The following information and links will assist if you would like to respond to the Sentencing Council’s Consultation on the proposed expanded Guidelines for the mitigating factor ‘sole or primary carer for dependent relatives’, which is of course relevant in cases where the defendant is the mother of dependent children The deadline for responses is the 23rd May 2019 The information about the consultation can … Continue reading Responding to the Sentencing consultation on sole or primary carer mitigation
At the Joint Committee on Human Rights meeting on 13thMarch 2019, Edward Argar MP, Under Secretary at the Ministry of Justice with responsibility for women in the criminal justice system, and Nadhim Zahawi MP, Under Secretary at the Department of Education, with responsibility for Children and Families, attended. They were present to respond to questions from the Committee in the final oral evidence hearing for … Continue reading Human rights and children of prisoners
Last week the Sentencing Council published for consultation their plans to provide expanded explanations in offence specific guidelines in England and Wales. Lord Justice Holroyde, the Council’s Chair, mentioned it during the oral evidence session of the Joint Committee on Human Rights Inquiry into the right to family life for children whose mothers are sentenced to imprisonment, as it includes an expanded explanation of the … Continue reading Do we need another Guideline?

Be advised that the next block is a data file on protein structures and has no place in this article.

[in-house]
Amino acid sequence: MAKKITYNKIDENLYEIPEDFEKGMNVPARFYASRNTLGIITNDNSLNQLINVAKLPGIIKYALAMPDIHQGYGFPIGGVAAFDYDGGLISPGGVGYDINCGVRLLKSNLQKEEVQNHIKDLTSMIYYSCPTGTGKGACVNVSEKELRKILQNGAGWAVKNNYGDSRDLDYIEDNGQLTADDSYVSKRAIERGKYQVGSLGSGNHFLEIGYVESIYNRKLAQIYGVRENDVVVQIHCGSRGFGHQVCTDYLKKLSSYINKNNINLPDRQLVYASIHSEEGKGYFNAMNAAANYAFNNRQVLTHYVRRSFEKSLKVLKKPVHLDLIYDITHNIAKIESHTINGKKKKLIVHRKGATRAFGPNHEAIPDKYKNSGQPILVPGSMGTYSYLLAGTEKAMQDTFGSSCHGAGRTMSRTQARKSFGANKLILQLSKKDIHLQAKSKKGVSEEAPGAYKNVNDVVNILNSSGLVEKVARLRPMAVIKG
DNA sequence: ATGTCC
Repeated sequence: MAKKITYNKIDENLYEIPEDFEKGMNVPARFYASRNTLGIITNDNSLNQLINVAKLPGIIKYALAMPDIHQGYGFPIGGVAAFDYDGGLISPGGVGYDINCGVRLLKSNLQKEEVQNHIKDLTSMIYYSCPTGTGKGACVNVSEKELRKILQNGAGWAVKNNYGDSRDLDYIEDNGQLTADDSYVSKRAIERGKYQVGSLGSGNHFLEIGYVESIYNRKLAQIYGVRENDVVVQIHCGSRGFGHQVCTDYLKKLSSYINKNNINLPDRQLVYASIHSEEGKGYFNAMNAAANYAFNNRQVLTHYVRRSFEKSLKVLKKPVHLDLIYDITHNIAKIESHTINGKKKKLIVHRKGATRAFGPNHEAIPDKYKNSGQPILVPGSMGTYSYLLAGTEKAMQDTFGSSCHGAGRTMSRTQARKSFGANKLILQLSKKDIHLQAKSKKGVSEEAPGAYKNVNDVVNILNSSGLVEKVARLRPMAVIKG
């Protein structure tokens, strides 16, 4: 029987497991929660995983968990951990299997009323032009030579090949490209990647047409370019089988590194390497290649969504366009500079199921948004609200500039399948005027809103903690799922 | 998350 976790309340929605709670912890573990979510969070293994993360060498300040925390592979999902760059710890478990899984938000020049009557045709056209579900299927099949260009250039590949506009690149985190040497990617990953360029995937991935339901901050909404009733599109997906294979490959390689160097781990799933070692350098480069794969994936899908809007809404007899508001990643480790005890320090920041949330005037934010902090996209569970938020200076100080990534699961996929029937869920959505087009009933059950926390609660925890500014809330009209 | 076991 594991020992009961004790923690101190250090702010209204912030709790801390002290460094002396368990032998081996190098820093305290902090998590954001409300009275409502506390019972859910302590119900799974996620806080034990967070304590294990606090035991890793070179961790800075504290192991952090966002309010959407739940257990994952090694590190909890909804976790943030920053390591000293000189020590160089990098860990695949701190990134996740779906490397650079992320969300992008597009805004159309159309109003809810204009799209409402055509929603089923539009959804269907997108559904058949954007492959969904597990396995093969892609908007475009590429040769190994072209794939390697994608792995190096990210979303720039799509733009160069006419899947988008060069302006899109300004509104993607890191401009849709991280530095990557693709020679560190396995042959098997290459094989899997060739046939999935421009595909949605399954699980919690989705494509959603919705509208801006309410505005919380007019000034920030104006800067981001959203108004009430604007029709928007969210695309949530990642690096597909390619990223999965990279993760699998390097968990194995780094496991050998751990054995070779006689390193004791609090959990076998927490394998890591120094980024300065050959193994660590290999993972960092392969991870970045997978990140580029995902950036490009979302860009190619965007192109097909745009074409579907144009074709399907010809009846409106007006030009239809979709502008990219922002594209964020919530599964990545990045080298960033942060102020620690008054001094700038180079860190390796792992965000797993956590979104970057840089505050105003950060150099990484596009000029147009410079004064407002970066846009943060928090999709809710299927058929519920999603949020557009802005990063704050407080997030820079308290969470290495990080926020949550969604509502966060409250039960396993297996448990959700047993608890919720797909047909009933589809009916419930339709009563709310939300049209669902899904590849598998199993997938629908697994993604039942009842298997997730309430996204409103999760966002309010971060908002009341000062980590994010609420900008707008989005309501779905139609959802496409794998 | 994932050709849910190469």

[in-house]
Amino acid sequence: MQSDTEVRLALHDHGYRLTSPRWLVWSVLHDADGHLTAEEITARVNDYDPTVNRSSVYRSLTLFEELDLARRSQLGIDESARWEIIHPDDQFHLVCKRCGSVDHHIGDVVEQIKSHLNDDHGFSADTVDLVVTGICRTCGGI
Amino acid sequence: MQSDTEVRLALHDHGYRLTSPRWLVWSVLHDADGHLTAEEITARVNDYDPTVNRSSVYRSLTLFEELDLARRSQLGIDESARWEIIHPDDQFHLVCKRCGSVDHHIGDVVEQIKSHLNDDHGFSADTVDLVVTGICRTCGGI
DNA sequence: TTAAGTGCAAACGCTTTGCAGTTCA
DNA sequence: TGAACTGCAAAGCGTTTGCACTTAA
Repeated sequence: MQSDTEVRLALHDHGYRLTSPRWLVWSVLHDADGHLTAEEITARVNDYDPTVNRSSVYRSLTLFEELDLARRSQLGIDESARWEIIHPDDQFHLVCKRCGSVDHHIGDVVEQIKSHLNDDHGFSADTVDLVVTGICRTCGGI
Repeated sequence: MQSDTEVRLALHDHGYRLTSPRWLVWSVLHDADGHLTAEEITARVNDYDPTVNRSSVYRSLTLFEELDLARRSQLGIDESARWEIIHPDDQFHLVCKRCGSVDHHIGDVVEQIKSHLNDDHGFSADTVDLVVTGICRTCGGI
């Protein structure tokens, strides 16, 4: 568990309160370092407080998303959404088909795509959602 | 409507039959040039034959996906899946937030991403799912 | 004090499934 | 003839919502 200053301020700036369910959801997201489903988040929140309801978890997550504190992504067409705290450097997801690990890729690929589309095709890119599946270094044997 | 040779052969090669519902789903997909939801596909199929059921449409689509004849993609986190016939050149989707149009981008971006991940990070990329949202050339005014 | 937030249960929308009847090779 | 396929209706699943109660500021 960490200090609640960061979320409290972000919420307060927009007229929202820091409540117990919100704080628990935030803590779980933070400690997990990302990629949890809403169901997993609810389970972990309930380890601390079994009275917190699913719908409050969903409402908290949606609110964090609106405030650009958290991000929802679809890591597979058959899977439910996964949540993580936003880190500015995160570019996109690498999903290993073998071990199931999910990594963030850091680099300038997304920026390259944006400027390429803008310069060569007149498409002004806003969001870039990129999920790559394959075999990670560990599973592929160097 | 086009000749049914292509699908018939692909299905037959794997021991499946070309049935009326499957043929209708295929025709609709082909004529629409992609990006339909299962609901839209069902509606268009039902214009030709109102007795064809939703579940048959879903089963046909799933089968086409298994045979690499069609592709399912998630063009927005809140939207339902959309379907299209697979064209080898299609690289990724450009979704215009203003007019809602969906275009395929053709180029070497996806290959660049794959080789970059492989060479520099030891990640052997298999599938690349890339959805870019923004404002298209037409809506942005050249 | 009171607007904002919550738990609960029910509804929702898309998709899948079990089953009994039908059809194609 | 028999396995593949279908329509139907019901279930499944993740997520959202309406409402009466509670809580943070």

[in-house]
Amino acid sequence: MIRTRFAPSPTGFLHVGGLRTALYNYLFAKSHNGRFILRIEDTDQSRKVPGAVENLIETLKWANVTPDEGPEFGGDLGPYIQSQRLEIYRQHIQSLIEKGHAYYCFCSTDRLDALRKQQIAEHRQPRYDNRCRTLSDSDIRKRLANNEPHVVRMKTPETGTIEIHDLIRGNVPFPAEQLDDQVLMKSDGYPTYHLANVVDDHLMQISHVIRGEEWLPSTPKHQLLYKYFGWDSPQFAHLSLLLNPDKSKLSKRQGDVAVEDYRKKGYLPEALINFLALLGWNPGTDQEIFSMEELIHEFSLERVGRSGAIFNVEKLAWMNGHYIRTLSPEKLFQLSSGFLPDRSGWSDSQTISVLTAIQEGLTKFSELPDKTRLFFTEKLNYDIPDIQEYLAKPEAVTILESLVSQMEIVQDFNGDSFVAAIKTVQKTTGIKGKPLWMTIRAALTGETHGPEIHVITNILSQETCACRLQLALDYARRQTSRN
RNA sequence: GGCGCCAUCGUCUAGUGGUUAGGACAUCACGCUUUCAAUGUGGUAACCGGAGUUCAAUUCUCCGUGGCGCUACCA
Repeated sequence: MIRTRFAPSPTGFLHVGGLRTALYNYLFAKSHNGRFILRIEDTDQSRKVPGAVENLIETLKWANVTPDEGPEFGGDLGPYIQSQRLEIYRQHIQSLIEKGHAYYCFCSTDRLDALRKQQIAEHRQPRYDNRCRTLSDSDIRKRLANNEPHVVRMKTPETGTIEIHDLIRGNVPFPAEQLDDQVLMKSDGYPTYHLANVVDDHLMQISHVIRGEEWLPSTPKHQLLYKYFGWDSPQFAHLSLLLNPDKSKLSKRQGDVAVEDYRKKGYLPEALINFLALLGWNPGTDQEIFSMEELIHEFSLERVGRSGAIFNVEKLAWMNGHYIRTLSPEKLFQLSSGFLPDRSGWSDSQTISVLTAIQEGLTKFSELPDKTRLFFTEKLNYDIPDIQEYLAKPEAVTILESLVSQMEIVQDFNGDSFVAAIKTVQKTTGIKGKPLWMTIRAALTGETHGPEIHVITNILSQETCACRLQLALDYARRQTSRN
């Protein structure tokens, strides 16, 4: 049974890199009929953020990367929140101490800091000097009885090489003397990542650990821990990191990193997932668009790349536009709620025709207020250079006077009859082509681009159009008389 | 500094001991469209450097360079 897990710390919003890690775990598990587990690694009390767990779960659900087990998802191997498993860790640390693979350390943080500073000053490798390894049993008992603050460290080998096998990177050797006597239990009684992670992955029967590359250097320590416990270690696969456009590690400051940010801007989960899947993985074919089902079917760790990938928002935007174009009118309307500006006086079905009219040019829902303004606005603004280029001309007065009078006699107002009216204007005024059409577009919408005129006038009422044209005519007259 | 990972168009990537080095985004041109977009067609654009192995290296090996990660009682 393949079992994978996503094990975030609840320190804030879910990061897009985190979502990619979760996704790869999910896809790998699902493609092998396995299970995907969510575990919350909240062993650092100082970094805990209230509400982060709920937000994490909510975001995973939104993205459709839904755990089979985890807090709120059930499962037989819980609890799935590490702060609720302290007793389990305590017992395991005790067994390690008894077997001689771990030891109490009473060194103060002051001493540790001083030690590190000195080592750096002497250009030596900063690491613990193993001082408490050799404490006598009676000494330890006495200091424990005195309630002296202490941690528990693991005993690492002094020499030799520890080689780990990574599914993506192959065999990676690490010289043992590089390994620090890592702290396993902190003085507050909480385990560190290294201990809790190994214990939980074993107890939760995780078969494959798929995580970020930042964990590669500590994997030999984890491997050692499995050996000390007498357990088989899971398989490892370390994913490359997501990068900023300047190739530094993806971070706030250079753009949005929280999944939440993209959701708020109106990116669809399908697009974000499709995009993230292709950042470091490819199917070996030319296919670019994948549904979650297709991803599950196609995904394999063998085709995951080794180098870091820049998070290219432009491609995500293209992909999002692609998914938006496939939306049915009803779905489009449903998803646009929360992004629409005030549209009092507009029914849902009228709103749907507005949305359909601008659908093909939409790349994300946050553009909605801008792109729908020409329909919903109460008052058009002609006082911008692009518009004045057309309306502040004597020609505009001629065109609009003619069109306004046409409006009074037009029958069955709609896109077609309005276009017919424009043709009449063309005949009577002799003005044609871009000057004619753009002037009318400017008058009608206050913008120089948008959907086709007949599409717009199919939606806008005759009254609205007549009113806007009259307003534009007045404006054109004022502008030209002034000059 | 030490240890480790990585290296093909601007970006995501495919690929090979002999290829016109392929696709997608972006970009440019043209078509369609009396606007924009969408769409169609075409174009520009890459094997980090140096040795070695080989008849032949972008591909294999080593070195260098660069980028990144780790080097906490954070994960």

It was wrong for the judge to speak to the child in that way, but what is equally problematic is that although the Court of Appeal found that it was inappropriate for the judge to threaten to send a 14 year old girl to the cells, they made no mention of the inappropriateness of a judge taking a decision to remand, without warning, the sole carer of a 14 year old and a 3 year old. The fact that this was done seemingly without making any enquiries or provision to ensure that the children would be safely cared for in their mother’s absence, should surely have been also deemed ‘inappropriate’ by the Court of Appeal? Continue reading How (not) to treat a child